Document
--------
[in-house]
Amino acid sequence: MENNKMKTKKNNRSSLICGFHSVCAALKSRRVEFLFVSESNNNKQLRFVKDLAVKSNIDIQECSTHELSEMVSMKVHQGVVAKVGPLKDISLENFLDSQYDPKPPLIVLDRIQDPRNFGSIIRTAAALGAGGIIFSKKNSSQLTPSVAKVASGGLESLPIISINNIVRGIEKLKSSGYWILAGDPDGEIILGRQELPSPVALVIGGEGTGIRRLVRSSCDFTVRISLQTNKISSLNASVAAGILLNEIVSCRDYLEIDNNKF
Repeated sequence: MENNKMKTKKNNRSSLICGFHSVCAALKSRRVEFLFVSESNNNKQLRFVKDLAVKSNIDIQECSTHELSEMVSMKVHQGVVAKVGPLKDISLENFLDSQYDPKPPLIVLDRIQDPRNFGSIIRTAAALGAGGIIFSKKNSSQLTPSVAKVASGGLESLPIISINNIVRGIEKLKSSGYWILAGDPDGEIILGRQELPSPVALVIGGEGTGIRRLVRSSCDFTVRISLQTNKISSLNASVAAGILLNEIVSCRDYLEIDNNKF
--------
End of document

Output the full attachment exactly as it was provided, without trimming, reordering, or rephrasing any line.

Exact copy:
[in-house]
Amino acid sequence: MENNKMKTKKNNRSSLICGFHSVCAALKSRRVEFLFVSESNNNKQLRFVKDLAVKSNIDIQECSTHELSEMVSMKVHQGVVAKVGPLKDISLENFLDSQYDPKPPLIVLDRIQDPRNFGSIIRTAAALGAGGIIFSKKNSSQLTPSVAKVASGGLESLPIISINNIVRGIEKLKSSGYWILAGDPDGEIILGRQELPSPVALVIGGEGTGIRRLVRSSCDFTVRISLQTNKISSLNASVAAGILLNEIVSCRDYLEIDNNKF
Repeated sequence: MENNKMKTKKNNRSSLICGFHSVCAALKSRRVEFLFVSESNNNKQLRFVKDLAVKSNIDIQECSTHELSEMVSMKVHQGVVAKVGPLKDISLENFLDSQYDPKPPLIVLDRIQDPRNFGSIIRTAAALGAGGIIFSKKNSSQLTPSVAKVASGGLESLPIISINNIVRGIEKLKSSGYWILAGDPDGEIILGRQELPSPVALVIGGEGTGIRRLVRSSCDFTVRISLQTNKISSLNASVAAGILLNEIVSCRDYLEIDNNKF